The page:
Contrary to what you may hear, breastfeeding older children is more common than you might think. Some women do so in private, just because the fear the criticism of friends and family.
Extended Breastfeeding: A Growing Trend
Breastfeeding is becoming more common, especially among new mothers. The Center for Disease Control and Prevention are showing a steady growth in the number of women who begin breastfeeding their babies.
More mothers are sticking with breastfeeding longer, as well. The American Academy of Pediatrics suggests that babies should be breastfed at least a year, and the World Health Organization promotes nursing until at least age two. After that, both organizations suggest it should be left up to the mother and child.
With more moms becoming educated about the benefits of sustained or extended breastfeeding, it isn’t surprising that more moms are also breastfeeding their children beyond the expected one or two years. Many breastfeeding moms have weathered the storms of public opinion about nursing in public, and now the media seems to have turned to breastfeeding older children.
The Benefits of Breastfeeding Older Children
Extended breastfeeding still offers older children a boost to their immune systems. Even if they are eating solid foods for their meals, nursing once or twice a day will help prevent infections and illnesses.
Studies have also shown that the longer children are nursed, the more brain power they have. Everyone wants to do the best they can for their child’s intellectual development, and extended nursing provides a good solid foundation for your child’s success.
Nursing an older child will help to meet their emotional and dependence needs, which can make them easier to parent in the long run. Breastfeeding toddlers usually have fewer temper tantrums and other discipline problems, because the normal frustrations young children face are soothed by a quick breastfeeding session.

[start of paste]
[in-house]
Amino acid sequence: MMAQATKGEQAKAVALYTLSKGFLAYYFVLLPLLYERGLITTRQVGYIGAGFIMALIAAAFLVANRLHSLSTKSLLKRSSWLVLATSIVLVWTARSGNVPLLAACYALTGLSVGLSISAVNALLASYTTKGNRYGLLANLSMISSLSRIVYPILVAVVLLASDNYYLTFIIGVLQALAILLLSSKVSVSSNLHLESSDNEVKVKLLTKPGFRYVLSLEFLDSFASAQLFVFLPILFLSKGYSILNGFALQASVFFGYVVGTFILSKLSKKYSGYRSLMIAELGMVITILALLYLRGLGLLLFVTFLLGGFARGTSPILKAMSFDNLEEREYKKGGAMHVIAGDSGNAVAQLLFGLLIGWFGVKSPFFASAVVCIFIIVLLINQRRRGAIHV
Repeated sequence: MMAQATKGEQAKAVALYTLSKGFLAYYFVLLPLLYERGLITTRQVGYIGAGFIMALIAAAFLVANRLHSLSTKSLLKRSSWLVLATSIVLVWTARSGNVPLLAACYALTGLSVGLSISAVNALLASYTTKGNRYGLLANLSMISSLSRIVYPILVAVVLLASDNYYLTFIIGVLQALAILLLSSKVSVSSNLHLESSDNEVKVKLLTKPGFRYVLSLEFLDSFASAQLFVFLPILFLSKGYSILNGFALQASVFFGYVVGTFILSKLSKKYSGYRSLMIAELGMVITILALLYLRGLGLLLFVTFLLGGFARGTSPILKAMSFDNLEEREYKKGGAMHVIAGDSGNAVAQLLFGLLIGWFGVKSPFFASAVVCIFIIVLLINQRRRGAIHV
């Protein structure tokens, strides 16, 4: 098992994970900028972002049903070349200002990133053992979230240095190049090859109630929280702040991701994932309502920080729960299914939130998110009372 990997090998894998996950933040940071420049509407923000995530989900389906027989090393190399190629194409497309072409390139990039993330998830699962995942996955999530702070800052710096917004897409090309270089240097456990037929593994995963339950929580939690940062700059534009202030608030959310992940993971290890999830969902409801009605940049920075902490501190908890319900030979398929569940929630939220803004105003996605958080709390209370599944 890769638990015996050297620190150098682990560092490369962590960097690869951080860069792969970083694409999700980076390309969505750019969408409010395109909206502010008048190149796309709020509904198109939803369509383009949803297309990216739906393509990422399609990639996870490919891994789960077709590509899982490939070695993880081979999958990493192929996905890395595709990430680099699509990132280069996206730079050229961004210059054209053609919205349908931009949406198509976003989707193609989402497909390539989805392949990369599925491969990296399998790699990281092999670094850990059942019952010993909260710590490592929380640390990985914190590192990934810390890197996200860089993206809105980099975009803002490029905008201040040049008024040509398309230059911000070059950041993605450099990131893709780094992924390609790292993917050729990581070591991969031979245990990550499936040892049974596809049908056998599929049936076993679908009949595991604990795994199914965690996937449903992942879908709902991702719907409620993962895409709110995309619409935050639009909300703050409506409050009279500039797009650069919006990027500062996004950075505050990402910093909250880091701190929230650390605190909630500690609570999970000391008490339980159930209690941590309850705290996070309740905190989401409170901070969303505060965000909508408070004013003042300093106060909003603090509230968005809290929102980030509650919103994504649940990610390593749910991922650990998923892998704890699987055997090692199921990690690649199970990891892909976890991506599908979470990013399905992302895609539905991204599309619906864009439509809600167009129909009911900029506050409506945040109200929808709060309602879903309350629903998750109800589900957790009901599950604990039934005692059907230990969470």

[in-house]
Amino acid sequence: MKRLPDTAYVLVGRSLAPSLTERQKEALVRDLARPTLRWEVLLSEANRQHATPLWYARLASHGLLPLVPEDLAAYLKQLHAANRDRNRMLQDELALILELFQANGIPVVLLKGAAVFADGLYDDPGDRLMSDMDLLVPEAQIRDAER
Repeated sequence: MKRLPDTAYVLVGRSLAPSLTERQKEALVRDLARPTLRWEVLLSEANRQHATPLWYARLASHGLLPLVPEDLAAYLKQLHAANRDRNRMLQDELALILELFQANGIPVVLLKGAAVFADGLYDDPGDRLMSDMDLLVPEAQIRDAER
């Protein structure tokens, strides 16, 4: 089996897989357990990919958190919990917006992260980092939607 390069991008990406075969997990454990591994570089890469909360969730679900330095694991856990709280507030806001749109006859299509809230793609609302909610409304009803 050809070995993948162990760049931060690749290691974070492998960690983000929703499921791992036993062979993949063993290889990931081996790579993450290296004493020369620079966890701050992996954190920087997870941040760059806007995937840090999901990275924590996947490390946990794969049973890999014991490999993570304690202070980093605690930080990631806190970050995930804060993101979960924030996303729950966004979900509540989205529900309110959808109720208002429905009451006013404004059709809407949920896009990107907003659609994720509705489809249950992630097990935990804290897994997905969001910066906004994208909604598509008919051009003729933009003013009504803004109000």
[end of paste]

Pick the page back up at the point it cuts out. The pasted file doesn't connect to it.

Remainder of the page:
Toddlers and preschoolers are exposed to a lot of new experiences that may cause anxiety and stress. The comfort they find in nursing at this age can help make them more independent and secure when they face these situations and when they get older.
Criticism from the General Public
Most mothers who nurse beyond the age of two tend to work breastfeeding other children around the rest of the day’s schedule so they’re nursing in the privacy of their homes. Considering how hard it has been for some mothers to breastfeed an infant in public, they usually don’t want to expose their older children to the opinions they may attract from others.
It is unfortunate that in most westernized countries, extended nursing is not the norm. The average age of weaning in the rest of the world is around four years of age! This helps many children survive in some rather adverse conditions.
The westernized world has sexualized the breast to the point that many people have trouble seeing breasts used to feed infants at all.
Fortunately for babies, many mothers are overcoming this cultural bias to provide their children with the best nutrition they can give them.
If you are considering breastfeeding older children, you are not alone. While there are no studies or records of how many mothers are choosing to do this, the mothers who do notice their children are more secure.
By encourage child led weaning, the child is guaranteed to have his or her needs met on his or her own terms. They wean themselves when they are ready. Some parents of older nursing children celebrate when their child makes this decision with a party or special treat, seeing it as a milestone in the child’s life.
Most extended breastfeeding children are 3, 4 or 5 years old, with a few that range a bit older. Most mothers who practice extended breastfeeding find that the older the child is, the fewer times they need to nurse.
When breastfeeding older children, some may only nurse when they are upset, which could be as rarely as once a week or even once a month. The length of the nursing session is much shorter than for an infant as well. The child is able to get the comfort he or she needs in just a few minutes. It is amazing to see how much it can affect a child’s self-esteem just to have that option open as they go through toddler and preschool ages. As more mothers choose nurse their older children, it will become more accepted and normalized to the mainstream public.
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